Annual insomnia affects between 20% and 60% of people in the general population, more often women. Its prevalence increases with age. It is, therefore, a common and serious one that particularly affects older people commonly and severely. What is insomnia in the elderly? How to cope with broken sleep every night? What causes insomnia in female seniors? And what to do with the elderly not sleeping at night problem?
What is insomnia?
Insomnia is a disorder of health in which there is insufficient sleep duration or unsatisfactory sleep quality. It can consist of difficulty falling asleep, waking up early, waking up during sleep or poor quality of sleep, with daytime consequences of feeling unrested, feeling worse, irritability, impaired concentration and learning ability. Insomnia can be understood either as a symptom or as a separate disease entity. Depending on the stage, it can cause broken sleep every night, or strike in waves over several days and subside over time.
What are the causes of insomnia in seniors?
The need for sleep after the age of 60 can be the same as before, provided that the level of life activity, especially physical activity, is not reduced. Unfortunately, this is most often significantly reduced and therefore the body no longer needs 7-8 hours of sleep to recover. A change in the rhythm of the day may also be a cause of insomnia among seniors. The body, accustomed to certain times of waking up and going to bed, can react to such a change with sleep disturbances.
Another cause of insomnia in old age is chronic illnesses and medication. Joint and spinal pains do not give you restful sleep. A burning sensation behind the sternum associated with heartburn and urinary urgency awakens. Painful calf cramps and shortness of breath associated with respiratory and heart diseases may also be the reason why an elderly is not sleeping at night. A night’s rest is also hampered by restless legs syndrome, i.e. involuntary movements and other ailments. However, it is not only various medical conditions that cause the quality of sleep to be unsatisfactory.
Insomnia is often the first symptom of psychiatric illnesses, such as depression, and anxiety, as well as addictions, such as alcohol. It is a symptom of inflammatory disorders, especially rheumatoid, somatic, autoimmune and endocrine diseases. Approximately 10% of all cases of insomnia are primary insomnia. It is understood and diagnosed as a separate disease entity whose causes are unknown. It is generally associated with poor sleep hygiene perpetuated over the years.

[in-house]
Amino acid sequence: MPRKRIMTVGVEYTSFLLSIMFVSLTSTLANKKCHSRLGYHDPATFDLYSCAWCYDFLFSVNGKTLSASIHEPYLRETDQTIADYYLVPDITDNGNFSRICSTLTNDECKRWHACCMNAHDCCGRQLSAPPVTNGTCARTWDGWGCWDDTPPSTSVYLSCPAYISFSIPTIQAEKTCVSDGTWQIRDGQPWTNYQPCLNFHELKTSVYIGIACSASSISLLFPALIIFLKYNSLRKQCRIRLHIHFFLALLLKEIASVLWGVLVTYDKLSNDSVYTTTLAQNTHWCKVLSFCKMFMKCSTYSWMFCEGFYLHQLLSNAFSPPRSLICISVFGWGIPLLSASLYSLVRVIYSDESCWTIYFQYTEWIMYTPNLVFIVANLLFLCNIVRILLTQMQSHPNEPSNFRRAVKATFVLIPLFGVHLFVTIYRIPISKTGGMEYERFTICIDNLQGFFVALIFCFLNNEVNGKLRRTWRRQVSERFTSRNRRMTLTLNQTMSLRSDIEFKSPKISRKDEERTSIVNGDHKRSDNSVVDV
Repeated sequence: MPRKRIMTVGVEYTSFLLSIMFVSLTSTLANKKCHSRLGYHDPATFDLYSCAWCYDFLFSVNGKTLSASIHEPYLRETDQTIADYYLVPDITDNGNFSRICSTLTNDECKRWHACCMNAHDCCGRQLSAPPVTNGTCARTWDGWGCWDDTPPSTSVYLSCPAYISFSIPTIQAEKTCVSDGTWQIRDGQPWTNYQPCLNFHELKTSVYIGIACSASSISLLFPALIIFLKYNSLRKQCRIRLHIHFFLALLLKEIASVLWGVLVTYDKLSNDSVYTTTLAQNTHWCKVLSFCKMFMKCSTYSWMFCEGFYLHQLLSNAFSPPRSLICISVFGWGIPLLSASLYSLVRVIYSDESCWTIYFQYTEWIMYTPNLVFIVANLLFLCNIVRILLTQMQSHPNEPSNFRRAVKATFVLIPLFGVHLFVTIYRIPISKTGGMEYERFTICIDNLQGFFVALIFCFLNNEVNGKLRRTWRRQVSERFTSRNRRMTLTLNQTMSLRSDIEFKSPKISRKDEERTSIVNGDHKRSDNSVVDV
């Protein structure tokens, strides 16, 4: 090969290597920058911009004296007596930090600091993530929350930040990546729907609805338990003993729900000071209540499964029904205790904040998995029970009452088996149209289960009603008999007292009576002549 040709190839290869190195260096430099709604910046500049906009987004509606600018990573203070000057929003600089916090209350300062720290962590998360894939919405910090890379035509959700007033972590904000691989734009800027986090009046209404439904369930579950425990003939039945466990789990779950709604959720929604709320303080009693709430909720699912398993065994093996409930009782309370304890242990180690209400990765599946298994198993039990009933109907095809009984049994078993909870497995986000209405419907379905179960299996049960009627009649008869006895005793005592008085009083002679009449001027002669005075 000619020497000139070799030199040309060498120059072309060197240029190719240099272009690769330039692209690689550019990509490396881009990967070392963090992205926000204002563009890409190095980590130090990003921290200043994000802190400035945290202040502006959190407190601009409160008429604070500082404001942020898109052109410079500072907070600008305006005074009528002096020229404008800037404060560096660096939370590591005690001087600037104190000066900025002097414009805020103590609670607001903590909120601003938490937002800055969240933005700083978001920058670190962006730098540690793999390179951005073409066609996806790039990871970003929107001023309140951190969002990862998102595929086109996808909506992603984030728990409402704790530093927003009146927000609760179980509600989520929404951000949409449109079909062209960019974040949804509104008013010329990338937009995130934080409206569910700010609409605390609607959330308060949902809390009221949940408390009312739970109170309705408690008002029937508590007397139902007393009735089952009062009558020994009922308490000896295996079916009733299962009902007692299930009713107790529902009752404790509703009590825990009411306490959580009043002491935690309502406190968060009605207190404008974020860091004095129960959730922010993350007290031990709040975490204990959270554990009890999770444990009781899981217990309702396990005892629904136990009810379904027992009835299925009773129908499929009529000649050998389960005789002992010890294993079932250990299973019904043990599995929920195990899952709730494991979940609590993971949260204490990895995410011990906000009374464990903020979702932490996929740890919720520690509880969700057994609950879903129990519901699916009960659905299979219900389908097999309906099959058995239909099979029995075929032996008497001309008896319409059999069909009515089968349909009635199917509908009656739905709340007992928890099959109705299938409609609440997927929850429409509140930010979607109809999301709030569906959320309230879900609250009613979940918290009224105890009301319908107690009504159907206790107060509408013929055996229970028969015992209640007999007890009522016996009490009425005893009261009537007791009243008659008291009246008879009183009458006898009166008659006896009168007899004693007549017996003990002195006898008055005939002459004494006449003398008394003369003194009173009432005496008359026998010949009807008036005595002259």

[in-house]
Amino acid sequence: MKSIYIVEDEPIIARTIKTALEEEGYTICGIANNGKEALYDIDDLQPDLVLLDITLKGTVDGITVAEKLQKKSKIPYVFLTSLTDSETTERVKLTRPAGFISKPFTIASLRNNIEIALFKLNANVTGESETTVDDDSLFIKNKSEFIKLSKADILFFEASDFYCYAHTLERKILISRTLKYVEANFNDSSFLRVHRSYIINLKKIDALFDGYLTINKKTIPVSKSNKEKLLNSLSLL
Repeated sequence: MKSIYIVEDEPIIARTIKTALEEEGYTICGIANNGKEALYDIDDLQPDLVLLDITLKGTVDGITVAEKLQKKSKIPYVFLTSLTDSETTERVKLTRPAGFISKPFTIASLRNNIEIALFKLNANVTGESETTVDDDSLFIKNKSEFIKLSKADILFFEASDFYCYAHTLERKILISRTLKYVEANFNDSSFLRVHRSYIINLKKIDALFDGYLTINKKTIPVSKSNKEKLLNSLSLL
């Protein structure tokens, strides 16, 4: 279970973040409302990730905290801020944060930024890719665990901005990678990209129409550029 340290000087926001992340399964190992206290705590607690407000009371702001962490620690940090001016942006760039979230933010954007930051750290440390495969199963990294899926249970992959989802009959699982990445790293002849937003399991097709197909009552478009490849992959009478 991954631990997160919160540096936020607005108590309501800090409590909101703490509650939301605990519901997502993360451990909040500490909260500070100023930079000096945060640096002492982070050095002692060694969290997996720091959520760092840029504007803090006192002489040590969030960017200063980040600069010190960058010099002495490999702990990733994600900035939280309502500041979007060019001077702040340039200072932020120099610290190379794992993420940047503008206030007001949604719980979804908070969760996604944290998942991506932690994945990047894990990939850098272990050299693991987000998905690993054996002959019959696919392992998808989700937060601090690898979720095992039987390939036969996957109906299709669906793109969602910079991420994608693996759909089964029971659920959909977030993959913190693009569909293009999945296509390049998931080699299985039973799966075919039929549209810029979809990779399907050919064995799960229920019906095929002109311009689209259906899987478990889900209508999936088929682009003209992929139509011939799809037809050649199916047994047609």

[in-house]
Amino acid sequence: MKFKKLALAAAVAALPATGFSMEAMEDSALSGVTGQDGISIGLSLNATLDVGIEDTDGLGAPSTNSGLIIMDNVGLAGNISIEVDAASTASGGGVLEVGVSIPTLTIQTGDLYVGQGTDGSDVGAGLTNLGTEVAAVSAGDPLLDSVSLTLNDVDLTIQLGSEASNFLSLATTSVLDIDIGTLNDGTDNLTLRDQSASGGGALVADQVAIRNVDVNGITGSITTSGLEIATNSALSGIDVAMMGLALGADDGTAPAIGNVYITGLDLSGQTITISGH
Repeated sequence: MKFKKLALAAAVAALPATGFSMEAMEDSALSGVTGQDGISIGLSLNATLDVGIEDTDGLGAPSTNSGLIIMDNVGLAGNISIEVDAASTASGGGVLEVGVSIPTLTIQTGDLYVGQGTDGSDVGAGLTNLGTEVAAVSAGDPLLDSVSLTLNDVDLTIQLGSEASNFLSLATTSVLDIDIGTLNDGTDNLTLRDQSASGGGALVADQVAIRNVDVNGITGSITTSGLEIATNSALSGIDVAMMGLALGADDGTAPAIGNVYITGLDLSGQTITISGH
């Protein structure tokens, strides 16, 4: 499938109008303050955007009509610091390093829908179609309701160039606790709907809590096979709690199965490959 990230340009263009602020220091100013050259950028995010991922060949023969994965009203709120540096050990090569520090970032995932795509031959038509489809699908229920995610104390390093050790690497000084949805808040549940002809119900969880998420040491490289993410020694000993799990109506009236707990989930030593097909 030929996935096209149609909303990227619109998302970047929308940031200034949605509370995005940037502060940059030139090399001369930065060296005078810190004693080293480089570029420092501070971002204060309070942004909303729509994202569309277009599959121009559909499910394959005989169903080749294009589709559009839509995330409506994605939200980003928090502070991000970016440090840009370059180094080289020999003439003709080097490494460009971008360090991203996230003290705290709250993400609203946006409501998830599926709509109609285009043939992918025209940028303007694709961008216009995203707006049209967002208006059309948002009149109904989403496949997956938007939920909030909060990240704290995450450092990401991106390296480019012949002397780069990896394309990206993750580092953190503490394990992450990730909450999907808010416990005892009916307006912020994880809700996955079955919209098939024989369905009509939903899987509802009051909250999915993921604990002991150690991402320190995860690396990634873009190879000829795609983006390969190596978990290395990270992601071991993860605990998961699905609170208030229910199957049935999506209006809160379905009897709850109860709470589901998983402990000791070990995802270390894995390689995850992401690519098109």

And what causes insomnia in female seniors? In addition to the above-mentioned causes of broken sleep every night as far as female seniors are concerned, there may be a hormonal change due to menopause and its consequences.
How to treat insomnia in an older person?
Here are some ways to combat insomnia in seniors and eliminate the problem of broken sleep every night.
Take care of the sleep schedule
Regulating the diurnal cycle is key in the fight against insomnia. For starters, you need to recognise how many hours of rest is good for you. You should sleep as long as you feel rested. If your sleeper likes to take naps, try not to let them last longer than 45 minutes. The last nap, on the other hand, should take place at 3 p.m. at the latest.
Take care of sleeping arrangements
It is best if the senior avoids noise an hour before bedtime and takes this time to quiet down and relax. Remember that a room that is too warm or cold makes it difficult to sleep, the optimal bedroom temperature should be 20 degrees, and bedrooms should be ventilated before bedtime. It’s also worth investing in good quality daylight-proof curtains or sleep masks, as total darkness helps to extract the most benefit from sleep.
Opt for comfort
Older people are not in the habit of replacing furnishings that are not broken. They often sleep on mattresses and pillows well past their glory years. Problems with insomnia are often linked to an uncomfortable place to sleep. Changing the mattress and pillow can provide a solution to sleep difficulties, in addition to helping with back pain or rheumatoid pain.
Maintain a proper diet
Insomnia in an older person is also influenced by diet. It is extremely important for seniors to eat an easily digestible dinner in the evening, consumed about 2-3 hours before bedtime. Infusions of lemon balm, lavender or chamomile, which have a calming effect, can also be introduced into the diet before bedtime.
Consider taking supplements with melatonin
If the above does not help, it is worth consulting your doctor. You may also find safe melatonin supplements in pharmacies which coordinate the overarching biological clock that regulates diurnal rhythms, including sleep and wakefulness.
Insomnia in the elderly – do not underestimate the problem
Healthy and deep sleep is an essential part of well-being. Not only does it allow you to rest, but it is also essential for the proper cognitive functioning of the brain. The problem of broken sleep every night can drastically reduce a senior’s quality of life and mental and physical health, so at the first sign of the elderly not sleeping at night, it is worth considering implementing the above sleep hygiene principles.